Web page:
City Unveils Latest Pedestrian Safety Improvement
Post Date:11/15/2017 3:15 PM
GREENVILLE, N.C. - The City of Greenville is continuing to make improvements to enhance pedestrian safety. The installation of the City's first Rectangular Rapid Flashing Beacon (RRFB) is the latest example of those efforts.
The beacon, a coordinated public-private effort between the City, East Carolina University, and the owners of the Boundary at West End, was unveiled at the intersection of Cotanche Street and East Seventh Street on Wednesday. The device, when activated by a pedestrian, alerts drivers that a pedestrian is in the crosswalk through solar-powered flashing high intensity LED lights.
"Many students cross Cotanche Street at this location so that they can attend classes at ECU," Public Works Director Kevin Mulligan said. "While it is state law that a vehicle must stop at a crosswalk to allow for a pedestrian to cross, this device will give drivers a clearer indication that a pedestrian is using the crosswalk."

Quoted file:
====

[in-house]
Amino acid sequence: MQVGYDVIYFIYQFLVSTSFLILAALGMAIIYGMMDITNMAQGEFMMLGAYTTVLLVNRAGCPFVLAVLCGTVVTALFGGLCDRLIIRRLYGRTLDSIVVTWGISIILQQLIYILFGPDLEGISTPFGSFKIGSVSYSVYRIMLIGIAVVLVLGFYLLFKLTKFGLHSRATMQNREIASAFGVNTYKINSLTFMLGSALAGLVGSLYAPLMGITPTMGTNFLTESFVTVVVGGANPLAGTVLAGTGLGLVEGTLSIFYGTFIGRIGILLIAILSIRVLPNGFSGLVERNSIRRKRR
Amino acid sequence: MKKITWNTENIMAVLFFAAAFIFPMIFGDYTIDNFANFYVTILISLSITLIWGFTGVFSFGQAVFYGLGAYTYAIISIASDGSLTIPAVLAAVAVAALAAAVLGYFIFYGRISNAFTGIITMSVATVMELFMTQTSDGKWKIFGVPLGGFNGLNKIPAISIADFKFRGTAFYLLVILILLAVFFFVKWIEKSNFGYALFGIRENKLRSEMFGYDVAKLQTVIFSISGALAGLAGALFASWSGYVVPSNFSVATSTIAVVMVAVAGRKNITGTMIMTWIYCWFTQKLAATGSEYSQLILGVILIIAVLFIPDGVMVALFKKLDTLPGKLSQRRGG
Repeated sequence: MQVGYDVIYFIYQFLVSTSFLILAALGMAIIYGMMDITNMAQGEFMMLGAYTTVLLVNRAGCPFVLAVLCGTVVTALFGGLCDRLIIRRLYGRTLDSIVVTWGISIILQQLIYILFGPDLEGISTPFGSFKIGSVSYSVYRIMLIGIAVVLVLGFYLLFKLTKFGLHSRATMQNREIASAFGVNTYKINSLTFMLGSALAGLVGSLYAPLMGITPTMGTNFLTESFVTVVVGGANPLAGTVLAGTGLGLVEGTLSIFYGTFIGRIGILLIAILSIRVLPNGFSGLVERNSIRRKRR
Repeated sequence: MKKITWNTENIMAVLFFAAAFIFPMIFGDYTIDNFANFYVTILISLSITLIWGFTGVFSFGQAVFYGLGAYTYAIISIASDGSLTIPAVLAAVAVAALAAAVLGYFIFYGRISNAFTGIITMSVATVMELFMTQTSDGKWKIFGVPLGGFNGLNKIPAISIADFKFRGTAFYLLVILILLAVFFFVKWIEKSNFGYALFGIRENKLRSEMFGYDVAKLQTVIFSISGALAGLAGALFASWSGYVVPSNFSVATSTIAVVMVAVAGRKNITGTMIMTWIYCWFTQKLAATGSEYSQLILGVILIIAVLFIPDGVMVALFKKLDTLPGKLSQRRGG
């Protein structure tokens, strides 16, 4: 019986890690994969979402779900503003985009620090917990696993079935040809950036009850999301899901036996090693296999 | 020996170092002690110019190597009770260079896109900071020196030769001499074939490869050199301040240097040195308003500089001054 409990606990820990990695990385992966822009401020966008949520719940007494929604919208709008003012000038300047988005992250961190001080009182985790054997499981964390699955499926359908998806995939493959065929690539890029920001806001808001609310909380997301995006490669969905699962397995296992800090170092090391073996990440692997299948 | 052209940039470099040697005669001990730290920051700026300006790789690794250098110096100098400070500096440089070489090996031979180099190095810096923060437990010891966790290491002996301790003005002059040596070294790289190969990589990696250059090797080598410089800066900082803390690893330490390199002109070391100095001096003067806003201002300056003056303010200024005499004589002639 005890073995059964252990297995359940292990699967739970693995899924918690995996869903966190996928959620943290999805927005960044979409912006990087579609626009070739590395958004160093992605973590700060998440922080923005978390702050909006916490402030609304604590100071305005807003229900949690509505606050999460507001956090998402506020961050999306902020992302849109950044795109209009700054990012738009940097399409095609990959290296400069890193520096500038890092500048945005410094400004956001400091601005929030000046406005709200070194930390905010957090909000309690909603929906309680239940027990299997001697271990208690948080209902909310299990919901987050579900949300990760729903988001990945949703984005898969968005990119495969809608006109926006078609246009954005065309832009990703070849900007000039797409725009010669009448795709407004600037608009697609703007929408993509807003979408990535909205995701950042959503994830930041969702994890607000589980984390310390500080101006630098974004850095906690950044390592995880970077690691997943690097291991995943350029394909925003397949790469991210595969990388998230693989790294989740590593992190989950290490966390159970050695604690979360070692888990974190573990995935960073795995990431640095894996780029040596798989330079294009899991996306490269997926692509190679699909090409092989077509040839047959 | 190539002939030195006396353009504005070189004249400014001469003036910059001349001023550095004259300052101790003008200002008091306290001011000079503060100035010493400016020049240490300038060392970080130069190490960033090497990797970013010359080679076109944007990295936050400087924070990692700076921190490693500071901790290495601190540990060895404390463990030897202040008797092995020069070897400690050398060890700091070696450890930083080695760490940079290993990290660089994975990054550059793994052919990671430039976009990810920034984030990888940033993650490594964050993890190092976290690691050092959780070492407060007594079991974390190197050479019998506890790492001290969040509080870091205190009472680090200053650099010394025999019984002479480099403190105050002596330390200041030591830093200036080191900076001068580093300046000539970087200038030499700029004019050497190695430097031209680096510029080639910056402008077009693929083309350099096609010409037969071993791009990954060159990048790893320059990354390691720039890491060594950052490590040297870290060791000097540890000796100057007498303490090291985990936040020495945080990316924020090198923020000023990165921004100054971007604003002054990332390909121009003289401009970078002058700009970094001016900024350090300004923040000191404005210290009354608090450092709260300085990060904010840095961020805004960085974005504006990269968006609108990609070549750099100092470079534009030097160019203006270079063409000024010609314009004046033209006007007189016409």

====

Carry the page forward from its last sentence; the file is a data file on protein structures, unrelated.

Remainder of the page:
RRFBs use an irregular flash patten that is similar to emergency flashers on police vehicles. They are intended to supplement warning signs at unsignalized intersections or mid-block crossings by eliciting a greater response from drivers than traditional methods. The cost of the RRFB was approximately $7,000, but officials say it is a lower cost alternative to traffic signals and hybrid signals.
"They are solar powered, so there is no electricity needed," Greenville Traffic Engineer Rik DiCesare said.
The Federal Highway Administration (FHWA) collected data from a variety of U.S. cities on the effectiveness of RRFBs. According to the data, the RRFBs improve compliance of vehicles yielding to pedestrians significantly. FHWA data indicates a four-fold improvement with the use of RRFBs, which should greatly enhance pedestrian safety in the community, officials said.
City officials are planning another RRFB for the intersection of Cotanche Street and Ninth Street, and exploring options for one on Moye Boulevard.